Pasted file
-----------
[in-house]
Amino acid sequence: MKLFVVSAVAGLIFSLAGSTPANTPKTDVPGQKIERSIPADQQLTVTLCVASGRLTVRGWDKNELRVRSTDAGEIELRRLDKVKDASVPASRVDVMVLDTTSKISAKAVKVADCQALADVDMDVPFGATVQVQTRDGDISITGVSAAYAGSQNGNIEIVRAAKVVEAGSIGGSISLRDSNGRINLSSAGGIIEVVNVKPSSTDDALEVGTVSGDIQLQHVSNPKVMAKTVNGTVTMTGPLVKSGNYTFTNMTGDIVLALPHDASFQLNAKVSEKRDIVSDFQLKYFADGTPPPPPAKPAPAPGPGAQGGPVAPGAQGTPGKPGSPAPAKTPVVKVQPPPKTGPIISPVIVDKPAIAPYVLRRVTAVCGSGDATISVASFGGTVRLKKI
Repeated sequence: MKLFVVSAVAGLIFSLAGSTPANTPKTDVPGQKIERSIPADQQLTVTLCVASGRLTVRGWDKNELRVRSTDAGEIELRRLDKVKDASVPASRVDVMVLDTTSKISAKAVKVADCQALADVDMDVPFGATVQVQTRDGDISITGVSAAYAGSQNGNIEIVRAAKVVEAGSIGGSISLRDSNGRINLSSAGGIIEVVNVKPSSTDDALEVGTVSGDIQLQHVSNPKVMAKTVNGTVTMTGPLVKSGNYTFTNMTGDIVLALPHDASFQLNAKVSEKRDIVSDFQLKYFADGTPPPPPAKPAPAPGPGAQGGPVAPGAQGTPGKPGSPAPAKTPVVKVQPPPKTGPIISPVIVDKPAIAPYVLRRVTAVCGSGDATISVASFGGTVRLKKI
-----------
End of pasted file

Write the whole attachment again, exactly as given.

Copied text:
[in-house]
Amino acid sequence: MKLFVVSAVAGLIFSLAGSTPANTPKTDVPGQKIERSIPADQQLTVTLCVASGRLTVRGWDKNELRVRSTDAGEIELRRLDKVKDASVPASRVDVMVLDTTSKISAKAVKVADCQALADVDMDVPFGATVQVQTRDGDISITGVSAAYAGSQNGNIEIVRAAKVVEAGSIGGSISLRDSNGRINLSSAGGIIEVVNVKPSSTDDALEVGTVSGDIQLQHVSNPKVMAKTVNGTVTMTGPLVKSGNYTFTNMTGDIVLALPHDASFQLNAKVSEKRDIVSDFQLKYFADGTPPPPPAKPAPAPGPGAQGGPVAPGAQGTPGKPGSPAPAKTPVVKVQPPPKTGPIISPVIVDKPAIAPYVLRRVTAVCGSGDATISVASFGGTVRLKKI
Repeated sequence: MKLFVVSAVAGLIFSLAGSTPANTPKTDVPGQKIERSIPADQQLTVTLCVASGRLTVRGWDKNELRVRSTDAGEIELRRLDKVKDASVPASRVDVMVLDTTSKISAKAVKVADCQALADVDMDVPFGATVQVQTRDGDISITGVSAAYAGSQNGNIEIVRAAKVVEAGSIGGSISLRDSNGRINLSSAGGIIEVVNVKPSSTDDALEVGTVSGDIQLQHVSNPKVMAKTVNGTVTMTGPLVKSGNYTFTNMTGDIVLALPHDASFQLNAKVSEKRDIVSDFQLKYFADGTPPPPPAKPAPAPGPGAQGGPVAPGAQGTPGKPGSPAPAKTPVVKVQPPPKTGPIISPVIVDKPAIAPYVLRRVTAVCGSGDATISVASFGGTVRLKKI